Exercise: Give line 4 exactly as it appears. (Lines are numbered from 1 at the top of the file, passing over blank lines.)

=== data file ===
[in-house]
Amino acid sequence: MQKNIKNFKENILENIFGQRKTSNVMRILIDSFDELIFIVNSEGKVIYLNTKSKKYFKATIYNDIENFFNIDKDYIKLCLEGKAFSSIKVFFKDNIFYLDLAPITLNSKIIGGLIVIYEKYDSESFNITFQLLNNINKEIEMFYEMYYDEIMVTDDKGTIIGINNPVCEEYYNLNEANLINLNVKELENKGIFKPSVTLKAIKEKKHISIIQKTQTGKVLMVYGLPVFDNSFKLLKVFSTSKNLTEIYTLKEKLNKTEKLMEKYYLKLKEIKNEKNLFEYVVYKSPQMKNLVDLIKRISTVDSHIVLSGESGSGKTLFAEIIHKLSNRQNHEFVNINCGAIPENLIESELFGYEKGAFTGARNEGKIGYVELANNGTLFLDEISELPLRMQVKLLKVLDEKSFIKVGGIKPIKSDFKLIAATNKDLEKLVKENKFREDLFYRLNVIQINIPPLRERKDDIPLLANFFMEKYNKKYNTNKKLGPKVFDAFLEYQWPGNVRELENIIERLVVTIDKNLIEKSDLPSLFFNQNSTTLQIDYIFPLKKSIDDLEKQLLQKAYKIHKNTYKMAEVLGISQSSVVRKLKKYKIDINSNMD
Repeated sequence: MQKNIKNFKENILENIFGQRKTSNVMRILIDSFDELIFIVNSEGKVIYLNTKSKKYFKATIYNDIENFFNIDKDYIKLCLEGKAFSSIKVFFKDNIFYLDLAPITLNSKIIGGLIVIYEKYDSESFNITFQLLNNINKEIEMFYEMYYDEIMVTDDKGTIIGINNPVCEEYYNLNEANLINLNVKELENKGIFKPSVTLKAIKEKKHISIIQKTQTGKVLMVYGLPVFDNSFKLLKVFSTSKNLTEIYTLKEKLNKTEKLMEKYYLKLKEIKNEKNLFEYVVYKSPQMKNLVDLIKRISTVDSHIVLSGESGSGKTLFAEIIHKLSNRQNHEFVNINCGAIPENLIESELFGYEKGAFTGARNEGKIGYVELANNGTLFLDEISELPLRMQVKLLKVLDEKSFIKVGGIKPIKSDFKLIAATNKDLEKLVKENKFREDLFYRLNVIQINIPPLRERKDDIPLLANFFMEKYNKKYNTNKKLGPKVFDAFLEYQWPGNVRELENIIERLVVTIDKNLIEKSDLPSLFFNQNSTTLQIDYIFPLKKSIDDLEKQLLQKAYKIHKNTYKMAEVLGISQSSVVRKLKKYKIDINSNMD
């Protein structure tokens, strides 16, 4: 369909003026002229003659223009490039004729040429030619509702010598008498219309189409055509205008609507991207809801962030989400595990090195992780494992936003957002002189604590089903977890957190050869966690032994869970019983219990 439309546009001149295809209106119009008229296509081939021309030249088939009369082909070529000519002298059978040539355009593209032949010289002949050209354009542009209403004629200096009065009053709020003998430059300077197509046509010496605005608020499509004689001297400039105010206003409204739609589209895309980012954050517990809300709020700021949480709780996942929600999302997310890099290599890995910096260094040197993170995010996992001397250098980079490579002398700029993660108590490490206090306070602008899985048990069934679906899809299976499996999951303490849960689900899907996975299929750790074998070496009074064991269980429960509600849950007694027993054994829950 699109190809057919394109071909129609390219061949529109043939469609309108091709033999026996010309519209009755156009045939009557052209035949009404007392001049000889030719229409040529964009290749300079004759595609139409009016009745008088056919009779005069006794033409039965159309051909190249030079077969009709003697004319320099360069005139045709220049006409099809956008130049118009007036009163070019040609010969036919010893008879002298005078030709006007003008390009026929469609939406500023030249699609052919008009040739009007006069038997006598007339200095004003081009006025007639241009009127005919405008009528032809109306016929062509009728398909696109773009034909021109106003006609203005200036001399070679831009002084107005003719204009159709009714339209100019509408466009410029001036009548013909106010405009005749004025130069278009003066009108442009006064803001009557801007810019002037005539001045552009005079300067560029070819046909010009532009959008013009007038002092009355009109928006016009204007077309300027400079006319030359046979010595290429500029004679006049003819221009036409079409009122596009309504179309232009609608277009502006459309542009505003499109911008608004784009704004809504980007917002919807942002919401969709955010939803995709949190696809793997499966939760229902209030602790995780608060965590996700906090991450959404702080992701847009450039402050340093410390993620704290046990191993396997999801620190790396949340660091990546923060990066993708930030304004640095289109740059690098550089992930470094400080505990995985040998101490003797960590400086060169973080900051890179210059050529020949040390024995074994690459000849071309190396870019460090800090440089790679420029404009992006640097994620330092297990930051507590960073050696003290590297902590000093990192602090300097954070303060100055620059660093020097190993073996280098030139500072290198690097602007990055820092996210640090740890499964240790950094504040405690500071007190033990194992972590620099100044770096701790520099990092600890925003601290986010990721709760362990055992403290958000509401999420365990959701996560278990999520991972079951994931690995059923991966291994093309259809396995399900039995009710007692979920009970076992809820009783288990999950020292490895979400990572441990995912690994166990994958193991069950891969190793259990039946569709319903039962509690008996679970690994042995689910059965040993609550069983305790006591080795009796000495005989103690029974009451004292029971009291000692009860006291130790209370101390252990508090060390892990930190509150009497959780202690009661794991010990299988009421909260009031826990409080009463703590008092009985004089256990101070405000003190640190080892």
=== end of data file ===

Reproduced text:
């Protein structure tokens, strides 16, 4: 369909003026002229003659223009490039004729040429030619509702010598008498219309189409055509205008609507991207809801962030989400595990090195992780494992936003957002002189604590089903977890957190050869966690032994869970019983219990 439309546009001149295809209106119009008229296509081939021309030249088939009369082909070529000519002298059978040539355009593209032949010289002949050209354009542009209403004629200096009065009053709020003998430059300077197509046509010496605005608020499509004689001297400039105010206003409204739609589209895309980012954050517990809300709020700021949480709780996942929600999302997310890099290599890995910096260094040197993170995010996992001397250098980079490579002398700029993660108590490490206090306070602008899985048990069934679906899809299976499996999951303490849960689900899907996975299929750790074998070496009074064991269980429960509600849950007694027993054994829950 699109190809057919394109071909129609390219061949529109043939469609309108091709033999026996010309519209009755156009045939009557052209035949009404007392001049000889030719229409040529964009290749300079004759595609139409009016009745008088056919009779005069006794033409039965159309051909190249030079077969009709003697004319320099360069005139045709220049006409099809956008130049118009007036009163070019040609010969036919010893008879002298005078030709006007003008390009026929469609939406500023030249699609052919008009040739009007006069038997006598007339200095004003081009006025007639241009009127005919405008009528032809109306016929062509009728398909696109773009034909021109106003006609203005200036001399070679831009002084107005003719204009159709009714339209100019509408466009410029001036009548013909106010405009005749004025130069278009003066009108442009006064803001009557801007810019002037005539001045552009005079300067560029070819046909010009532009959008013009007038002092009355009109928006016009204007077309300027400079006319030359046979010595290429500029004679006049003819221009036409079409009122596009309504179309232009609608277009502006459309542009505003499109911008608004784009704004809504980007917002919807942002919401969709955010939803995709949190696809793997499966939760229902209030602790995780608060965590996700906090991450959404702080992701847009450039402050340093410390993620704290046990191993396997999801620190790396949340660091990546923060990066993708930030304004640095289109740059690098550089992930470094400080505990995985040998101490003797960590400086060169973080900051890179210059050529020949040390024995074994690459000849071309190396870019460090800090440089790679420029404009992006640097994620330092297990930051507590960073050696003290590297902590000093990192602090300097954070303060100055620059660093020097190993073996280098030139500072290198690097602007990055820092996210640090740890499964240790950094504040405690500071007190033990194992972590620099100044770096701790520099990092600890925003601290986010990721709760362990055992403290958000509401999420365990959701996560278990999520991972079951994931690995059923991966291994093309259809396995399900039995009710007692979920009970076992809820009783288990999950020292490895979400990572441990995912690994166990994958193991069950891969190793259990039946569709319903039962509690008996679970690994042995689910059965040993609550069983305790006591080795009796000495005989103690029974009451004292029971009291000692009860006291130790209370101390252990508090060390892990930190509150009497959780202690009661794991010990299988009421909260009031826990409080009463703590008092009985004089256990101070405000003190640190080892």